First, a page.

It has been quiet here for the last weeks and it is easy to explain why: I lost my baking Mojo! Seriously, I couldn’t be bothered to bake at all! Unbelievable, right? The lack of motivation to write strikes quite regularly on me and over time I found ways to get myself back into a regular schedule quite easily, but I have never had a lack of baking lust ever. Even in stressful times I squeeze in a little baking to relax and release the pressure. But the last few weeks were different, never ever has baking itself put so much pressure on me. I felt guilty, washed out and demotivated at the same time and knew whatever I was going to bake, it wouldn’t meet my standards. So I chose to relax and hope that it’ll all come back to me soon. Last weekend I had promised to bring four cakes to a family birthday party, so no more excuses, I MUST bake ‚cause letting someone down is not an option for me. A Black Forest Cherry Cake, 24 Frankfurt Crown Cupcakes, a tray of Apple Streusel and a Strawberry Cake later my Mojo was finally back.
It’s good to know that you can still rely on your skills, no matter if you currently love what you do or not. It might be easier, but sometimes it is just hard work that will pay off in the end. My reward were the smiles on people’s faces and that’s all that matters to me in the end: Making people happy with baked goodies. That’s exactly why I love baking and then it all made sense again. Live has funny ways of teaching you lessons sometimes…
As I had some leftover yeast that was due, I turned it into an easy but nevertheless delicious yeast bun with rum raisins. Often it is the simple things that leave the biggest impression because such bakes tickle what I call the Granny-Memory-Nerve and make everyone feel warm and cosy.
- 500 g flour
- 200 ml milk (lukewarm)
- 1 cube fresh yeast ( 42 g)
- 60 g sugar
- 90 g butter (at room temperature)
- 1 egg
- 150 g raisins
- rum and water to soak the raisins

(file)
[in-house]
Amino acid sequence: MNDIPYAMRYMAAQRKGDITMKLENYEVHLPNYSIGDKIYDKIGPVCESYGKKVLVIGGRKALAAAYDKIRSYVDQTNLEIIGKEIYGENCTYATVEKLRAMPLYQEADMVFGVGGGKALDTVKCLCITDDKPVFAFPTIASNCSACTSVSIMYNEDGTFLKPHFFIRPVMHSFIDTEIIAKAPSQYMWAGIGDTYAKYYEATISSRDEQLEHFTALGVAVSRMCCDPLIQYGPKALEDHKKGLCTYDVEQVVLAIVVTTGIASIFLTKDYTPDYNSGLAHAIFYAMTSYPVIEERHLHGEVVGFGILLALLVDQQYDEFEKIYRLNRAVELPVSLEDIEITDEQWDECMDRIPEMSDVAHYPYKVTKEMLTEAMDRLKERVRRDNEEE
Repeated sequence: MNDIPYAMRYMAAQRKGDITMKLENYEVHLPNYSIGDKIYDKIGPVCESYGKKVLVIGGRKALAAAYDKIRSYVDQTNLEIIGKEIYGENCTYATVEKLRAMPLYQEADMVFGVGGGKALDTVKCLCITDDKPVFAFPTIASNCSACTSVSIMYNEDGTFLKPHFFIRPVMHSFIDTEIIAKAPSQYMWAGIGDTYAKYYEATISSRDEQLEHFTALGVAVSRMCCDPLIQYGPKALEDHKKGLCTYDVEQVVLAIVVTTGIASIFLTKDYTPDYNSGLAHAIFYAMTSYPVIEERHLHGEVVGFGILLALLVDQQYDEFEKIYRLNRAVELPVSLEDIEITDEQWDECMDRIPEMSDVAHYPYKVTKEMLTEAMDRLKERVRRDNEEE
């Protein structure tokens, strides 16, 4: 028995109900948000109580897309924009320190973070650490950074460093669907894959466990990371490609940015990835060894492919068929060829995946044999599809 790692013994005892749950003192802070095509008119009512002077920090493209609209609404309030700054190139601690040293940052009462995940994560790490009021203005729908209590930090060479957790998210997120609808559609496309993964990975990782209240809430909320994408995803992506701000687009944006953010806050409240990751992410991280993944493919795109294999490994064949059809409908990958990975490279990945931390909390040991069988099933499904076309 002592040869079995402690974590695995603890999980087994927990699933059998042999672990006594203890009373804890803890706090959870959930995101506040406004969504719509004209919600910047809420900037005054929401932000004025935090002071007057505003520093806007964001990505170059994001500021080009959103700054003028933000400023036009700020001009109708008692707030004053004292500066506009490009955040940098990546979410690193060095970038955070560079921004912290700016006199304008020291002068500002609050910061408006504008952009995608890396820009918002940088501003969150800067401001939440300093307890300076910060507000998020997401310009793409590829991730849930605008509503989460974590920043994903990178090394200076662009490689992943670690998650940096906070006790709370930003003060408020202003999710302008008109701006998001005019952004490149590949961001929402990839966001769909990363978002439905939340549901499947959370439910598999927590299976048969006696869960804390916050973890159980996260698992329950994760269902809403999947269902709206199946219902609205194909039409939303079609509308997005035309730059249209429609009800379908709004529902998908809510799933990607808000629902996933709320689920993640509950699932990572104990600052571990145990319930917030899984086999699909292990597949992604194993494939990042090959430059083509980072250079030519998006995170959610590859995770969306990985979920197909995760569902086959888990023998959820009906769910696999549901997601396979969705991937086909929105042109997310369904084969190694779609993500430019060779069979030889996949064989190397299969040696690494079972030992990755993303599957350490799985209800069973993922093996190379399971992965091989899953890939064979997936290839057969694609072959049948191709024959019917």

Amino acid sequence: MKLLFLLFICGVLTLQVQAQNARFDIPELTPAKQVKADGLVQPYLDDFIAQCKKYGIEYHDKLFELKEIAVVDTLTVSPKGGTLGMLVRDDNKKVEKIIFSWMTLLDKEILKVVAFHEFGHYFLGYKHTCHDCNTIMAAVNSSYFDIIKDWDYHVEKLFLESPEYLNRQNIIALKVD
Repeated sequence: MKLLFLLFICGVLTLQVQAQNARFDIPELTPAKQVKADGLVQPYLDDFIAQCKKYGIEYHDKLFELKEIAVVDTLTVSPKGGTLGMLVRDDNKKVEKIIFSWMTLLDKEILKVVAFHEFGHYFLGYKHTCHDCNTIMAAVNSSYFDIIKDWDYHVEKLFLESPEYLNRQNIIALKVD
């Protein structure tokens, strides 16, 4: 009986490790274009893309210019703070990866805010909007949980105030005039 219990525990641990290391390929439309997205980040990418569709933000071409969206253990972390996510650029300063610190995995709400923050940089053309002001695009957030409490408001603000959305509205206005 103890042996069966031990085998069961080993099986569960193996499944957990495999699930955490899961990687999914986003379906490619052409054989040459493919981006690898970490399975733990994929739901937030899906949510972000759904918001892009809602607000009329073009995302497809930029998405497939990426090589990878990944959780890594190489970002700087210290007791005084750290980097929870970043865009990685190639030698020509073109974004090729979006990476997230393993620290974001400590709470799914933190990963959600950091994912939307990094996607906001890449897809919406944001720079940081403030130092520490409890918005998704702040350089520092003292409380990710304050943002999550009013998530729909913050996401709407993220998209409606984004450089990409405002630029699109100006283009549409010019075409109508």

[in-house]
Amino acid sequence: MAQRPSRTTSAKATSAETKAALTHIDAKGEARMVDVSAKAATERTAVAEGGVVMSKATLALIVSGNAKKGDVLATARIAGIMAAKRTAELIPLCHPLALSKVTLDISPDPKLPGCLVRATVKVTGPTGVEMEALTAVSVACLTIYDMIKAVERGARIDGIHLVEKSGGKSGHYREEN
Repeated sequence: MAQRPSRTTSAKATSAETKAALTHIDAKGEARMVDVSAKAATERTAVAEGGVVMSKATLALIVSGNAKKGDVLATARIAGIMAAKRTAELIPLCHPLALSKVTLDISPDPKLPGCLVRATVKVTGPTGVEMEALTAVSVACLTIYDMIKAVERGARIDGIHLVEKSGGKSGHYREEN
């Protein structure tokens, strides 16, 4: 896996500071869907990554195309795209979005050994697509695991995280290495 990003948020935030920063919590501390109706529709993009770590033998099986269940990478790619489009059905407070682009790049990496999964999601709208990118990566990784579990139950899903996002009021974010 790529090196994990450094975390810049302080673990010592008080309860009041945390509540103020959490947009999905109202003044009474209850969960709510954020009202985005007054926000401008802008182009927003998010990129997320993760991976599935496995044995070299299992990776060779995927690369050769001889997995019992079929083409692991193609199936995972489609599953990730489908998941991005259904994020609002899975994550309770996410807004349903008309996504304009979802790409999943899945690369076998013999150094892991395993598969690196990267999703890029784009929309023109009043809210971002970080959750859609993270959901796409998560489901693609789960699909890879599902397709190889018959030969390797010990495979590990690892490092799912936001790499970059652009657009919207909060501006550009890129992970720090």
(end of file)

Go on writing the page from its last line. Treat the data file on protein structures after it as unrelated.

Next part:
Place the raisins in a small bowl and cover with a 1:1 mixture of rum and water and set them aside to soak. This will help to bring out the flavour and keep the raisins from burning in the oven later. Sift the flour into a large bowl and form a hole in the center. Pour the milk into that hole and crumble in the yeast. Now feed the yeast with a teaspoon of sugar, cover the bowl with a clean tea towel and let the time rest in a warm place. That’s what my Granny called the pre-dough and the one step my mother always discarded. Let the pre-dough rest for 15 minutes and let the yeast do it’s job. Then add the rest of the ingredients except for the raisins and beat to a smooth dough. Cover your bowl again with the tea towel and let the dough rest for 60 minutes. The Germans expect their dough to „go“ aka rise during this time. So be patient and let it go, let it gooooooo (congratulations to those with that song stuck in their head right now, you’re in good company and yes, you are welcome). Drain the raisins in the meantime, then knead them in after the rising time. Now it’s time to braid the bun and because I suck at braiding, I used this video to braid a beautiful bun with 4 strands, but you can also make a classic 3-strand-French-braid. Each strand should be slightly thicker than your thumb. Just fold the ends underneath the braid to stabilize and turn onto a baking tray lined with baking parchment. Let the bun rest under the tea towel while you preheat the oven to 175° C with fan. Once the oven has reached the temperature place in the middle of the oven and bake for 25 minutes. Check on your bun after 15 minutes, if it is already tanned, cover with tin foil for the rest of the baking time. Enjoy with a smile and lots of butter. Enjoy!